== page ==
Farmers Market to abide by safety guidelines

By JENNIFER COHRON
Posted 4/9/20

Strawberries returned to the Walker County Farmers Market this week, a small sign of normalcy in what is sure to be an unusual season for farmers and customers.

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Farmers Market to abide by safety guidelines

Posted

Strawberries returned to the Walker County Farmers Market this week, a small sign of normalcy in what is sure to be an unusual season for farmers and customers.

The Alabama Farmers Market Authority has issued several pages of guidelines from the Alabama Department of Agriculture and Industries that will be followed to ensure the health and safety of all, according to local farmer Jeremy Gray, who manages operations at the farmers market.

“We’re just going to have to do things differently. In the past, there’s usually a bit of a social element to market days. People come up there and sit and socialize. We just can’t do that right now,” Gray said.

Vendors and customers will be required to observe social distancing, and signs will be placed around the market to remind customers to stay at least an arm’s length away from others. Contact such as hugs and handshakes will not be allowed.

Customers will also be discouraged from handling the produce and will be asked to place payments on the table rather than handing it to vendors directly.

Market staff will be wearing gloves and washing and sanitizing their hands frequently. Customers will also be encouraged to bring their own hand sanitizer with them.

Like grocery stores, farms and farmers markets are classified as essential businesses and critical infrastructure, allowing them to continue to operate under the current stay-at-home order.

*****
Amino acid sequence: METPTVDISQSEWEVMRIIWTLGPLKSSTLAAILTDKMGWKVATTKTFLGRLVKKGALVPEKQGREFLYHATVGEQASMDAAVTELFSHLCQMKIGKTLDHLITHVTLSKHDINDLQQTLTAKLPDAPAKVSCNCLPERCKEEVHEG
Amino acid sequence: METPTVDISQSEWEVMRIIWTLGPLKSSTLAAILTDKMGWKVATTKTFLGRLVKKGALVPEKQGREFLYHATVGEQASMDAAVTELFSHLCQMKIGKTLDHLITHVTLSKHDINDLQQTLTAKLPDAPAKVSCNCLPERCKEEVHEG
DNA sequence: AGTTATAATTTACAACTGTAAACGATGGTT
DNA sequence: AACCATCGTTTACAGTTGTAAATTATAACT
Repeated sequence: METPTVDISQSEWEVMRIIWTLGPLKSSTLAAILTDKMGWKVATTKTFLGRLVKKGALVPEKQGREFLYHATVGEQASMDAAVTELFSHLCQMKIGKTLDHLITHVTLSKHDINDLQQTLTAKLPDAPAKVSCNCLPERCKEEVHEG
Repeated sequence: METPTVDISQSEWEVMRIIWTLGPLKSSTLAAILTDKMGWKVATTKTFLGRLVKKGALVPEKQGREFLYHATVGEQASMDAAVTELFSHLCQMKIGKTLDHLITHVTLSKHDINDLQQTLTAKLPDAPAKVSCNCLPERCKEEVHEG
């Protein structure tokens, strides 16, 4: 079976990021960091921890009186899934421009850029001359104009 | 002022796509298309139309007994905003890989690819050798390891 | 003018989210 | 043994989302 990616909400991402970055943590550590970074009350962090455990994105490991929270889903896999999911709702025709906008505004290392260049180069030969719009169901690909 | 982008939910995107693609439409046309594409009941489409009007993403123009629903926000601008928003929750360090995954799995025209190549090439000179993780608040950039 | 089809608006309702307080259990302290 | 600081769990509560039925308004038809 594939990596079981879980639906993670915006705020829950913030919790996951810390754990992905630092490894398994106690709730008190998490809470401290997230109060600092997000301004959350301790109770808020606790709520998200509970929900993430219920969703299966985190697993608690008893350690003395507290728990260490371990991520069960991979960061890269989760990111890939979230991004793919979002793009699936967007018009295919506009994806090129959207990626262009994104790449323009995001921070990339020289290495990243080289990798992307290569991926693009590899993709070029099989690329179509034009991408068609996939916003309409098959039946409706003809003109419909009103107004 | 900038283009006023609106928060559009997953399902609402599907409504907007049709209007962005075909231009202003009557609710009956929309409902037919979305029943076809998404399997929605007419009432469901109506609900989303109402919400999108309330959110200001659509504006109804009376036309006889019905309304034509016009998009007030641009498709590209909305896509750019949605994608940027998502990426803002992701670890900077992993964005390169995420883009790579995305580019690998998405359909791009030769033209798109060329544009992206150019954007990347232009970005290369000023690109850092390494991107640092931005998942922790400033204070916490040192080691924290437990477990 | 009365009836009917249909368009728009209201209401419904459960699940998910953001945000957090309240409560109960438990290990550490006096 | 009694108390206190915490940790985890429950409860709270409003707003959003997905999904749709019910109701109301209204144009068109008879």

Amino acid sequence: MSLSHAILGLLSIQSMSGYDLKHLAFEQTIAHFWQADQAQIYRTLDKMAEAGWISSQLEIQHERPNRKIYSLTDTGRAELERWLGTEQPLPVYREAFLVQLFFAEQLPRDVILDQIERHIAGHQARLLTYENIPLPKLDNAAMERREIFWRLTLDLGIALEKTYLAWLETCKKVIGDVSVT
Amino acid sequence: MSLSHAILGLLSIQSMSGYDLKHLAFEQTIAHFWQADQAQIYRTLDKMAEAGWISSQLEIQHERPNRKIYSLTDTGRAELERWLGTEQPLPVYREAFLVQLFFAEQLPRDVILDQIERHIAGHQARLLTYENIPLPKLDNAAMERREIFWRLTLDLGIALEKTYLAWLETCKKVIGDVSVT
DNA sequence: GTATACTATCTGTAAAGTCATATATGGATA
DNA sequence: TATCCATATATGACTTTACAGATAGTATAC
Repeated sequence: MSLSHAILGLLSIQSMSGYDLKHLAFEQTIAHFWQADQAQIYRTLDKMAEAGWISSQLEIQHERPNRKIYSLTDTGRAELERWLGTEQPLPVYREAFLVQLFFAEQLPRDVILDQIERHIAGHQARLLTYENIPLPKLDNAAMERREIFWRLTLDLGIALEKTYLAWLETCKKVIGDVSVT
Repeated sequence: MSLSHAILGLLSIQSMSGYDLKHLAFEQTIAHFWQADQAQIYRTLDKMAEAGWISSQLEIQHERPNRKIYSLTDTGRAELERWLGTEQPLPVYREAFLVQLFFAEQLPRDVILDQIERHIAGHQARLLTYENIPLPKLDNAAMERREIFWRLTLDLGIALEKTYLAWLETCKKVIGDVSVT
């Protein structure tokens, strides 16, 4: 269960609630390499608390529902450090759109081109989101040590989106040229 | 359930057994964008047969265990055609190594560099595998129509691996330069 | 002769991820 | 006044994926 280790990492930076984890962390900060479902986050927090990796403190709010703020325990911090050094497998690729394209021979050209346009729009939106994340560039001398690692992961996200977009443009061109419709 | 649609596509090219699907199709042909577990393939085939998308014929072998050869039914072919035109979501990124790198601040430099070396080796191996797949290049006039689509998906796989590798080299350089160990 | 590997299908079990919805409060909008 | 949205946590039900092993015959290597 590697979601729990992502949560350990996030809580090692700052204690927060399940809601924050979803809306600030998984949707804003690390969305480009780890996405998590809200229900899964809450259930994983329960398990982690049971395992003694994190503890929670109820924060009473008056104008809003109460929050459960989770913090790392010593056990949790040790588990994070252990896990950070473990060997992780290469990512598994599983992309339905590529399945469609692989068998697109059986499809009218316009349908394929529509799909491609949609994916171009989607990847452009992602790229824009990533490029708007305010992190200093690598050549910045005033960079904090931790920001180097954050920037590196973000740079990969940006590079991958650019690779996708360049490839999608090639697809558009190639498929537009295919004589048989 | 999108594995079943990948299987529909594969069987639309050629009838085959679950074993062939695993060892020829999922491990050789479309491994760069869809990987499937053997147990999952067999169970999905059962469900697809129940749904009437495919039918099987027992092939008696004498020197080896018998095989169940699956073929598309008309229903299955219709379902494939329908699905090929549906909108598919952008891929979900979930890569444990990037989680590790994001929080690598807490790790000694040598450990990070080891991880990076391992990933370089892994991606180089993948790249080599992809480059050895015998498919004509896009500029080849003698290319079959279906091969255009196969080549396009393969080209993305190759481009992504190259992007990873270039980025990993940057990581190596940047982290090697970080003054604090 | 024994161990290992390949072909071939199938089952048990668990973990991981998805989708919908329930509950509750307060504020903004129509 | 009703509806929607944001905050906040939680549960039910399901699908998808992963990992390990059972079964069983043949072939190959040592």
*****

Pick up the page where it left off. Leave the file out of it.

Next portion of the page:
While opening day at the market has officially been scheduled for May 16, some farmers have already begun selling seedlings. The first strawberries arrived this week.

Gray said his own farm is about a week away from having strawberries. Other farmers have been harvesting strawberries but have sold out before making it to the market.

“Everybody’s got such tight supplies at the grocery stores, they’ve been selling out. We’ve got farmers who have been selling out before they can get them out of the field and get them down to Jasper,” Gray said.

Though the COVID-19 pandemic has certainly created uncertainty for farmers, Gray said the weeks of rain that fell on the state before the outbreak has caused bigger problems at the moment.

“We’re behind probably two or three weeks on planting most stuff because of the weather. We’re trying to get stuff out and started, but due to the weather, we were going to be behind virus or no virus,” Gray said.

There are also questions about how much demand there will be at the market or from wholesalers. Many farmers have relationships with wholesalers in Birmingham who in turn sell the produce to individuals, grocery stores or restaurants who make the drive to Finley Avenue.

“One of the biggest problems nationally has been getting over that gap. A lot of people rely on wholesale and don’t have a retail operation. It’s hard to retool because wholesale and retail are different business models,” Gray said.

He added that most local farmers normally rely on retail to move their produce, but there is apprehension that fear of the virus will keep some regular customers away from the market.

Information about the latest happenings at the Walker County Farmers Market is available on their Facebook page. Many farmers have Facebook pages of their own.